Artwatch UK

Nouveau riche? Welcome to the Club!

Our previous news/notice – “A day in the life of the new Louvre Abu Dhabi Annexe’s pricey new Leonardo Salvator Mundi” – was pegged on Georgina Adam’s Financial Times interview with Christie’s CEO, Guillame Cerutti.

In today’s Art Market Monitor blog, Marion Maneker defends Georgina Adam’s book, The Dark side of the Boom: The Excesses of the Art Market in the 21st Century, against a review in The New Republic:

“Unfortunately, [Rachel] Wetzler’s idea of a critique is to somehow fault Adam for not belabouring the obvious context of her book:

‘But while Adams paints a detailed and convincingly dire picture of the art world’s excesses, she never fully probes its implications. Perhaps ironically, its central weakness is her narrow focus on the activities of the art market itself: Her book largely brackets an exploration of the art market from the broader context of rising income inequality, economic exploitation, and staggering concentrations of wealth in the hands of the very few, all of which have enabled activity at the its upper reaches to continue unabated despite global downturns in other financial sectors. According to the sociologist Olav Velthuis, the art market ultimately benefits from an unequal distribution of wealth, as newly minted billionaires turn to blockbuster art purchases as a means of announcing their arrival…’”

Maneker dismisses the general charge as “both obvious and silly” but sows confusion with a claim that the rich “have many ways to announce their arrival” other than by social climbing. While that, too, may be self-evident it distracts from the force and precision of Adam’s analysis of certain shortcomings within the art market’s own institutions. When speaking of an apparent art world unwillingness to eliminate decades-long fraudulent practices – even after the most revelatory scandals – Georgina Adam (p. 191-2) pinpoints specific failures:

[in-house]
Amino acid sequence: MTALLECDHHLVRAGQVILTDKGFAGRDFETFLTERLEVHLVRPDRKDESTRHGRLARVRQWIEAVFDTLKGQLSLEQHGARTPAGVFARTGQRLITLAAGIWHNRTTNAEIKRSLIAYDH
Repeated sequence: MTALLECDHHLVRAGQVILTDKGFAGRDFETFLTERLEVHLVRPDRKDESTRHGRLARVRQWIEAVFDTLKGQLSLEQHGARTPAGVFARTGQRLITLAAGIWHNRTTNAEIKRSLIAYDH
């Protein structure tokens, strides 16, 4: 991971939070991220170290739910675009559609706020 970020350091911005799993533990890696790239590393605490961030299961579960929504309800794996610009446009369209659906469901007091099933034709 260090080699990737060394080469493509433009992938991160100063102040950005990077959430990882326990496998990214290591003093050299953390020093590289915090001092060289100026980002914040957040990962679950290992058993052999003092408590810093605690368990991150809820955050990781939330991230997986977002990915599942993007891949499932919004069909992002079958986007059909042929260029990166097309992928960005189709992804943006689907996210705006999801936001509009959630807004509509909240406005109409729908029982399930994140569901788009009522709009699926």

“What is surprising is the lack of impact the art market scandals have actually had, as lawyer Donn Zaretsky told me:

‘I haven’t seen much change after Knoedler [’s great Fakes Scandal]…I still see people doing deals on a handshake. The fact is the art market is a market but also a social world. If people are buying Tribeca real estate they will do the necessary research, bring in the lawyers, stitch up the contracts, and yet if they buy a picture for $3m they will hardly do anything.

‘It’s all part of this social world, meeting the artist, going to the parties. And buying art is an entrée to this world. You need to understand this in order to understand why these things happen, and why the art market will be so hard to regulate.’”

Marion Maneker’s Art Market Monitor blog of 22 February linked to a discussion between Glenn Fuhrmann and Lary Gagosian and noted that: “in this interview, one can see some indications of how deeply Gagosian’s success is tied to his ability to create among his clientele the sense of belonging to an exclusive club.”

There exist further three-way relationships between dealers, auction houses and collectors. Gagosian reportedly underwrote the recent $450m sale at Christie’s of the Salvator Mundi with a $100m guarantee to buy. This is said to have been in exchange for a $60m guarantee from the Salvator Mundi’s vendor to buy – in the very same auction of modern art – a Gagosian-owned Warhol of Leonardo’s Last Supper.

Michael Daley, 27 February 2018

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